I’ve severely neglected my poor blog. It’s been almost a year since I’ve posted anything. I could say I’m going to make a concerted effort to post more, but whenever I do, I disappear again for awhile. Anyway, dear readers, all 5 of you, I have been spurred on by the continued conversation about HBO’s new series Girls to finally take to the interwebs and post some of the thoughts that have been jumbled around in my head about it. While a lot of the discussion has focused on issues of representation and the not too hidden sexism behind calling Lena Dunham, the show’s creator, writer, producer, lead actress, etc., out for these faults in a way most other TV shows made for, by, and about men are not. I’m mostly going to talk about the emotional aspects of the show, specifically my emotional engagement (or lack thereof) and how in way I’ve learned a bit about myself from it. Which is cool, yes? And I know that the Girls talk has reached levels of beating a dead hipster horse, but, I had to, and really this is a post more about me than it is about Girls in the end.
I was inspired to finally write something by the smart post here by princesscowboy (wait, handles or names? ack! the internet is so weird – anyway) and her observations about the tone in the first episode and her later thoughts about being in one’s 20s. She writes:
The Girls pilot did not make its tone clear. If you take that ambiguous tone, couple it with the show’s overblown hype and claims to authenticity, and then look at the blinding whiteness of its cast, then that is the best way to explain why I (and so many others) did not react favorably to the pilot.
I did not react well to the pilot at all, mostly for the above reason. I had no idea how I was supposed to feel about these characters. I mostly wanted to punch Hannah in the face. Indeed, I knew there was something amiss when the character with whom I identified the most was Hannah’s mother. I felt, probably in part due to the marketing, that this show was going to have something profound, if not at least interesting, to say about the (white, middle-class) female experience, but I didn’t recognize any of my life in Hannah’s (or Marnie’s, or Shoshanna’s, or Jessa’s). Full disclosure, I am a middle-class white woman and by all accounts, some aspect of one of these women should ring true to me, right? And I’ve read here and there of young woman or older woman who recognize themselves in these portraits. But, what has been happening on screen is so far from my own experiences. In fact some of it I’ve found completely horrifying. And then I realized, this is because I’ve never been a single woman in my 20s.
In the same post quoted before, princesscowboy also writes after a great comparison of Hannah to Angela Chase, another character I always wanted to punch in the face,
In fact, people in their early twenties are really no better than people in their early teens. In many ways they are worse because they are now equipped with college degrees that lead them to believe that they “understand” things about “the world.” A 23-year-old is like a very independent, very entitled toddler who can drive a car and is legally allowed to drink. We say and do very, very dumb things when we are in our early twenties, and that seems to be what Girls is about.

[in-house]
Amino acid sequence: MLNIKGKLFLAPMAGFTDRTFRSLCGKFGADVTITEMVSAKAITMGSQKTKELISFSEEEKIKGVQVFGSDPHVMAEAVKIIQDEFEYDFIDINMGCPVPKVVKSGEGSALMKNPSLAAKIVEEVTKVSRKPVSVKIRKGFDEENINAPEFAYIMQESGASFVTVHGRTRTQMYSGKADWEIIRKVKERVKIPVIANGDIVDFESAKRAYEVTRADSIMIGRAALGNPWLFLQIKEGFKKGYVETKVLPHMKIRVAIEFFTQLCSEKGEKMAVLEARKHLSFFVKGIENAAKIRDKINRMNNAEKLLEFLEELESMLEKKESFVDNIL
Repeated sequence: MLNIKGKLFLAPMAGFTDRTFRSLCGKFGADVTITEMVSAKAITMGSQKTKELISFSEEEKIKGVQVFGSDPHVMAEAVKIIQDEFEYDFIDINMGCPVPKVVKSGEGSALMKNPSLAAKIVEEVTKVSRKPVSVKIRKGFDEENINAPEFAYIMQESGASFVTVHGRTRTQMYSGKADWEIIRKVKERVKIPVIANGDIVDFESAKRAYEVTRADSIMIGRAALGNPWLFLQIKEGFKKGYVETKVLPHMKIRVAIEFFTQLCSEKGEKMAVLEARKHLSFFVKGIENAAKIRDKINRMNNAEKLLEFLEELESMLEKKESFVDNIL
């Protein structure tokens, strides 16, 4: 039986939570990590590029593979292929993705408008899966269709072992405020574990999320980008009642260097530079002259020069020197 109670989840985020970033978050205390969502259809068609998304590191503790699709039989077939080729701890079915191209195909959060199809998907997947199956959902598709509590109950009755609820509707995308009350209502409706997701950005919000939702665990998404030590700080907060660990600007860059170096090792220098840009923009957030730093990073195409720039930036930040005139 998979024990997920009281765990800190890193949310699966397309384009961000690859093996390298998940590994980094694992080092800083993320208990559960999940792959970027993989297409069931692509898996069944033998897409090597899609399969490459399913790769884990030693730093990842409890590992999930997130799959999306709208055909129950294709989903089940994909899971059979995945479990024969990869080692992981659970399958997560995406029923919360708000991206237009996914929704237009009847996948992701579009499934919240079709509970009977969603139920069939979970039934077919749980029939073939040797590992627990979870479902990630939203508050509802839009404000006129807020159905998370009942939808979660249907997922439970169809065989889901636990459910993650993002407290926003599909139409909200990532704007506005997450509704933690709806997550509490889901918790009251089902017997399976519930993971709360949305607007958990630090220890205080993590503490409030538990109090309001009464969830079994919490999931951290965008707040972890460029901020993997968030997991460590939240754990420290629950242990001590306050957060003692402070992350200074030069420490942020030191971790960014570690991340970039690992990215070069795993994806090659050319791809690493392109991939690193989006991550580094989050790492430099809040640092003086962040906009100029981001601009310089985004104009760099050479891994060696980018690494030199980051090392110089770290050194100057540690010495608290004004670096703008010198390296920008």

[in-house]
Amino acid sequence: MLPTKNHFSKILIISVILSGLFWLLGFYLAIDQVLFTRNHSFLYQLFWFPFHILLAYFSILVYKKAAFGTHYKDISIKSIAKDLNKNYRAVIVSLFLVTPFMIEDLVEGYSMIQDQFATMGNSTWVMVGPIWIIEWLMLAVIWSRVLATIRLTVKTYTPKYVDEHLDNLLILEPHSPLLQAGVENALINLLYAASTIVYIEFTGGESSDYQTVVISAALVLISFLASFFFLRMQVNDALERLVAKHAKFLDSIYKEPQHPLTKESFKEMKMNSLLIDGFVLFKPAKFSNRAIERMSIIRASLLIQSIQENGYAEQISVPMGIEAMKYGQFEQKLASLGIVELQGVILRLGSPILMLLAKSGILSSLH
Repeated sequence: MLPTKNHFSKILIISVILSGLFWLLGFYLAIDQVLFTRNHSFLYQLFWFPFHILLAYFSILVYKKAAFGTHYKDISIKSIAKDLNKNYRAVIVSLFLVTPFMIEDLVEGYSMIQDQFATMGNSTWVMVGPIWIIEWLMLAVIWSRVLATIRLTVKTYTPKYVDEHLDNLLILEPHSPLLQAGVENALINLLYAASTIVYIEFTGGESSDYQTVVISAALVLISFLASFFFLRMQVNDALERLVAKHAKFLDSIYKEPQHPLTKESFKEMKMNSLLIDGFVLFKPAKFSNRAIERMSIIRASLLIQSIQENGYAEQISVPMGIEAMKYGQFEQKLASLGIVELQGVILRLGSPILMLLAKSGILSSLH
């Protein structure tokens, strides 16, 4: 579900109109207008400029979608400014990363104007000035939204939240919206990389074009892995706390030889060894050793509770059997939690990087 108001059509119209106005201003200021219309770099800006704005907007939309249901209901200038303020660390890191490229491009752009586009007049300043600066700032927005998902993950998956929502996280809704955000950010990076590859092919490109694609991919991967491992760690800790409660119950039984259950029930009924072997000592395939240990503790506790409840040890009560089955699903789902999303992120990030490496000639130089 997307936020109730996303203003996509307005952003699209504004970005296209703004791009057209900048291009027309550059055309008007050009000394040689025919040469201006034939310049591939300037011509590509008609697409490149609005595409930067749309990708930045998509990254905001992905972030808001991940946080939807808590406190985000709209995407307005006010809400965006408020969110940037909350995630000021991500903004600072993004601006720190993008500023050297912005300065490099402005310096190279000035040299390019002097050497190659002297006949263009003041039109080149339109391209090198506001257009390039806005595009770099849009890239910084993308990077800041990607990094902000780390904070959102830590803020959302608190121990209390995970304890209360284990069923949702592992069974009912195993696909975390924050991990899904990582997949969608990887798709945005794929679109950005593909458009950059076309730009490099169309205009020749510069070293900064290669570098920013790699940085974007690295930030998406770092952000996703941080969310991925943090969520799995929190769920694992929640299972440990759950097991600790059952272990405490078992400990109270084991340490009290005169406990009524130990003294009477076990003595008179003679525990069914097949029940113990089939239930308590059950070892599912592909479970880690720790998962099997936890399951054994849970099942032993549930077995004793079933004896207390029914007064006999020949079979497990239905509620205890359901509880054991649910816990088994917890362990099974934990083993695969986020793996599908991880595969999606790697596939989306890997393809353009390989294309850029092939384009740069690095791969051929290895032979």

Some probably overly “sharey” stuff for the blog, but well, it is a blog. I got married when I was young, a week before my 21st birthday actually, for a variety of reasons, none of which were because I was pregnant. In fact, I had little intention of ever having children. But that changed, again for a variety of reasons, and when I was 24, I had my kid (the existential crisis I had at turning 25 while being the mother of a 7-month-old was awesome!). By the time I was 23, I was a homeowner. I stopped being regularly helped out by my parents while still in my undergrad years. Oddly enough, it’s only now that I’m my mid-30s that I’ve scored my first full time position, though I’ve been working since I was 16, so I came later to that than all the other social markers of adulthood. I find our culture’s pushing back of adolescence well into our 20s (again if you’re privileged enough to do so) a bit baffling. If this is a show about being a typical 20something, I’m glad I didn’t have to go through it, because it seems pretty awful at times. My experiences brought with them a whole bunch of other issues, but dealing with horrible man-children wasn’t one of them, and for that I am grateful.
So maybe this is why I can’t relate emotionally and that seems to be a big part of the show’s appeal. That glimmer of recognition just isn’t there. Dunham has talked about how all the characters are some part of her and there’s an emotional honesty about it which, while I see the appeal, is wholly alienating to me. I just can’t relate for the most part. I intended to write more about specific scenes and things but as I started to do this I realized it was a bit more personal than I really want to get on the internet. I continue to watch Girls because I’ve been enjoying the broader conversation happening around it, and it’s interesting enough for me to see where it’s going. I think I’m the only one who is interested in Shoshanna, bless. I think the sexual politics of the series are both refreshing and puzzling, and so I’m curious to see where it all goes.